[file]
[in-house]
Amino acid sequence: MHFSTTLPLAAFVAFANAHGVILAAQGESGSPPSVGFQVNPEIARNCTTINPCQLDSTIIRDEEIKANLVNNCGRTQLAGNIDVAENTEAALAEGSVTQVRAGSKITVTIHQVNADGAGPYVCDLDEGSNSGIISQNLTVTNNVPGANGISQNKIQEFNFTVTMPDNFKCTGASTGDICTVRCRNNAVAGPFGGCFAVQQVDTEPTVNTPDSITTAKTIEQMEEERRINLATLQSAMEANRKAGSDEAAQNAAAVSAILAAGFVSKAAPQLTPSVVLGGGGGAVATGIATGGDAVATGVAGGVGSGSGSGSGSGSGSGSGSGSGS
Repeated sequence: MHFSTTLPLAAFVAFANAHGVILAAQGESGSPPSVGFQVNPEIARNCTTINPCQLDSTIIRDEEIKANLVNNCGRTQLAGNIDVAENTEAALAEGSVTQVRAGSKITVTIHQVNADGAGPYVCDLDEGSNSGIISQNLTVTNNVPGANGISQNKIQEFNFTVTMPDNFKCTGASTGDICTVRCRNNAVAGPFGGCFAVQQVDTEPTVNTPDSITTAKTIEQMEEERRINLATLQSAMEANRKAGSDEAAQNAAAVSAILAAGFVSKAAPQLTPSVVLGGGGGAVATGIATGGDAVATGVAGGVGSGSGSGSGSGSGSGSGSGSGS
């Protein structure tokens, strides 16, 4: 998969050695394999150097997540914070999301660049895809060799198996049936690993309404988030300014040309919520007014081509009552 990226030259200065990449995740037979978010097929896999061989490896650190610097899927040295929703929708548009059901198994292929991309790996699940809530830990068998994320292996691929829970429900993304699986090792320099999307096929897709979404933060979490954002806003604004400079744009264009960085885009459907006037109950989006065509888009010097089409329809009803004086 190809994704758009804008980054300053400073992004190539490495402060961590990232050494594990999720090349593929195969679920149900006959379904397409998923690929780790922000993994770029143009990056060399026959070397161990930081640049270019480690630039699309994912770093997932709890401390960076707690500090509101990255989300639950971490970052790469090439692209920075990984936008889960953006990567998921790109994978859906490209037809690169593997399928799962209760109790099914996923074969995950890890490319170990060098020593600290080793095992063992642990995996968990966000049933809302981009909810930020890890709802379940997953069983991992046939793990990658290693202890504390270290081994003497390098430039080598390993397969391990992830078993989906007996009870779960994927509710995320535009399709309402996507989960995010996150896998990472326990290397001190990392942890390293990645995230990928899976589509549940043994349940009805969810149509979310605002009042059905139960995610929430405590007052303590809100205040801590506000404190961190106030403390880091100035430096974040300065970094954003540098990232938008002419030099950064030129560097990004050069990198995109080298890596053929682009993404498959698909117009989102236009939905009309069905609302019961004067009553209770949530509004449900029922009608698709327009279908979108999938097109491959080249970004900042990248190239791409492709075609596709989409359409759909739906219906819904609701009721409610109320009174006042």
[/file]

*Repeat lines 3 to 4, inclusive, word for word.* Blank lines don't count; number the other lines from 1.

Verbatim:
Repeated sequence: MHFSTTLPLAAFVAFANAHGVILAAQGESGSPPSVGFQVNPEIARNCTTINPCQLDSTIIRDEEIKANLVNNCGRTQLAGNIDVAENTEAALAEGSVTQVRAGSKITVTIHQVNADGAGPYVCDLDEGSNSGIISQNLTVTNNVPGANGISQNKIQEFNFTVTMPDNFKCTGASTGDICTVRCRNNAVAGPFGGCFAVQQVDTEPTVNTPDSITTAKTIEQMEEERRINLATLQSAMEANRKAGSDEAAQNAAAVSAILAAGFVSKAAPQLTPSVVLGGGGGAVATGIATGGDAVATGVAGGVGSGSGSGSGSGSGSGSGSGSGS
């Protein structure tokens, strides 16, 4: 998969050695394999150097997540914070999301660049895809060799198996049936690993309404988030300014040309919520007014081509009552 990226030259200065990449995740037979978010097929896999061989490896650190610097899927040295929703929708548009059901198994292929991309790996699940809530830990068998994320292996691929829970429900993304699986090792320099999307096929897709979404933060979490954002806003604004400079744009264009960085885009459907006037109950989006065509888009010097089409329809009803004086 190809994704758009804008980054300053400073992004190539490495402060961590990232050494594990999720090349593929195969679920149900006959379904397409998923690929780790922000993994770029143009990056060399026959070397161990930081640049270019480690630039699309994912770093997932709890401390960076707690500090509101990255989300639950971490970052790469090439692209920075990984936008889960953006990567998921790109994978859906490209037809690169593997399928799962209760109790099914996923074969995950890890490319170990060098020593600290080793095992063992642990995996968990966000049933809302981009909810930020890890709802379940997953069983991992046939793990990658290693202890504390270290081994003497390098430039080598390993397969391990992830078993989906007996009870779960994927509710995320535009399709309402996507989960995010996150896998990472326990290397001190990392942890390293990645995230990928899976589509549940043994349940009805969810149509979310605002009042059905139960995610929430405590007052303590809100205040801590506000404190961190106030403390880091100035430096974040300065970094954003540098990232938008002419030099950064030129560097990004050069990198995109080298890596053929682009993404498959698909117009989102236009939905009309069905609302019961004067009553209770949530509004449900029922009608698709327009279908979108999938097109491959080249970004900042990248190239791409492709075609596709989409359409759909739906219906819904609701009721409610109320009174006042």